Goldman pays out bonuses of £8bn

Investment bank's pay and bonuses for the year equal to the size of Albania's GDP

Goldman Sachs, the City of London and Wall Street totem, will divvy up a $12.2bn (£7.9bn) pay and bonus pool among its staff, despite public and political anger and in the face of crumbling revenues and profits.

Even though the investment bank said it had cut its remuneration bill – salaries, bonuses and benefits – by more than a fifth, it still came out to about the size of the GDP of Albania and prompted an outcry from unions.

The figures were revealed alongside Goldman's latest annual results, which showed how post-credit crisis regulations and volatility in the eurozone are hurting bank profits. Revenues fell 26 per cent in 2011, the bank said, and profits slumped by 47 per cent to $4.4bn.

Some 42.4 per cent of revenues will go to employees, in the form of salaries, bonuses and benefits, the company said, up from 40.5 per cent last year, though a bank spokeswoman said that an increase in basic pay and benefits was the main reason for the increase.

Year-end bonuses, handed out in the coming weeks, will be down more sharply than revenues, she said.

Goldman also said it diverted $78m from its remuneration pool to fund Goldman Sachs Gives, its charitable organisation.

The bank has shed staff in some of its worst-hit operations and said it expected to save $1.4bn in annual costs once the cuts were fully implemented. It ended the year with 33,300 employees, 2,400 fewer than in 2010. It employs over 5,000 people in London.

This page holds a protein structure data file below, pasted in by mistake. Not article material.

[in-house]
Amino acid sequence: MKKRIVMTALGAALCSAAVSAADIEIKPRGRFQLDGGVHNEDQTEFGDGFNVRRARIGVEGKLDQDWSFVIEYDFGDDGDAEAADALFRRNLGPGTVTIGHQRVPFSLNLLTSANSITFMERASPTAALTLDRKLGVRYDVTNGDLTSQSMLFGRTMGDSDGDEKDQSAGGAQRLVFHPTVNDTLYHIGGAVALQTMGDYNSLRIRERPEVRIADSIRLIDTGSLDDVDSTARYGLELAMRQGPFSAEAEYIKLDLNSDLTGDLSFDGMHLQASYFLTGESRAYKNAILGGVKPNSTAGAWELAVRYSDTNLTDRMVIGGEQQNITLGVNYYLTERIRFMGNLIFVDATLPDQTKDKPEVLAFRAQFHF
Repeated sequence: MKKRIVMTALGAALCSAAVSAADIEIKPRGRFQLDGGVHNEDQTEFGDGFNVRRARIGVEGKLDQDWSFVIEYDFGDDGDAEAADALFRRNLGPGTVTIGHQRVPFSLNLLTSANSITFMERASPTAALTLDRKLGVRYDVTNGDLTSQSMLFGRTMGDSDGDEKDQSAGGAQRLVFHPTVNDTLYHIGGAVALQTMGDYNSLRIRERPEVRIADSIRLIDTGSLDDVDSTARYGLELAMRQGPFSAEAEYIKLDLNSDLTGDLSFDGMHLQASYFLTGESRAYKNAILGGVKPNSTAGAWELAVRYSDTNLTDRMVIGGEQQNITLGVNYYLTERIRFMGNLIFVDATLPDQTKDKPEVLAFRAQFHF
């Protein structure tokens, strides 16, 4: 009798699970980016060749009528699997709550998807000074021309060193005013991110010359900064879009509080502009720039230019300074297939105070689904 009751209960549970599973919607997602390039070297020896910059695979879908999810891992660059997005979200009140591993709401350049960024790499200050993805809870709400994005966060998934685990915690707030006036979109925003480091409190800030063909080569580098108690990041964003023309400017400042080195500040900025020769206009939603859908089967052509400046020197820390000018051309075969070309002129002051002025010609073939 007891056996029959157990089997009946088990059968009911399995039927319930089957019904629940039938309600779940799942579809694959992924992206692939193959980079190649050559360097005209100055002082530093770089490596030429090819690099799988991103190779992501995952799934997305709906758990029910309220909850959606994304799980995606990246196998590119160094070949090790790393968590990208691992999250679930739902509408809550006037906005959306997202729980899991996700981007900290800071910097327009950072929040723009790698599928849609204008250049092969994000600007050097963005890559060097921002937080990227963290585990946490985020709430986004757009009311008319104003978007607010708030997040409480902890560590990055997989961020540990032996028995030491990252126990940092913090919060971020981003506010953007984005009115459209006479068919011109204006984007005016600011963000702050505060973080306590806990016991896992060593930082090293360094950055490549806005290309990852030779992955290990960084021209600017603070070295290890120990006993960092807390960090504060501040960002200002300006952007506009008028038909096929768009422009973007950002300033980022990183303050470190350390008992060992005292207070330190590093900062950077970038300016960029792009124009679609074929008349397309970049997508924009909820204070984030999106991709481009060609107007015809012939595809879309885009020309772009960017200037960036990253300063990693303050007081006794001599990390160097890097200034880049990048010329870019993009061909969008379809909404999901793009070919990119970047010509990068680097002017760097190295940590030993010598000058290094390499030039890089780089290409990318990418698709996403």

The average remuneration for Goldman employees worked out to $367,057 – perhaps the most hotly anticipated single number to come out of the finance industry since the "Occupy" movements turned up the heat on banks. The figure this time last year was $430,700.

TUC general secretary, Brendan Barber, accused Goldman of "brazenly defying their own sliding profits by dishing out pay and top bonuses worth almost £240,000 a head". He said: "This latest example of excessive rewards for mediocrity should give the Government the green light to get tough on top pay. Ministers should start by putting workers on remuneration committees and making pay and bonuses above £260,000 liable for corporation tax."

Goldman is understood to be concentrating the bonus reductions among higher-level employees. The average partner faces cuts of one-half or more, though they could still be taking home between $3m and $6.5m.

Across the investment banking industry, bonuses are expected to be up to 40 per cent lower overall this season, compared to a year ago. As well as the ongoing nervousness caused by eurozone turmoil, which has hit bond trading and curtailed the big corporate deals that Goldman advises on, there has been a wider drop in speculative activity that reflects the lessons learned from the credit crisis.

Lloyd Blankfein, Goldman chief executive, held out the hope of an upturn in the near future. "This past year was dominated by global macro-economic concerns which significantly affected our clients' risk tolerance and willingness to transact," he said. "As economies and markets improve – and we see encouraging signs of this – Goldman Sachs is very well positioned."

Stock market investors hailed the bank's ability to push bonuses lower – not something that seemed possible on Wall Street in the boom years, when employees routinely threatened to walk out if they didn't get their expected payout. Goldman's profit downturn was also less bad than some forecasters had predicted, so its shares jumped more than 6 per cent in early trading.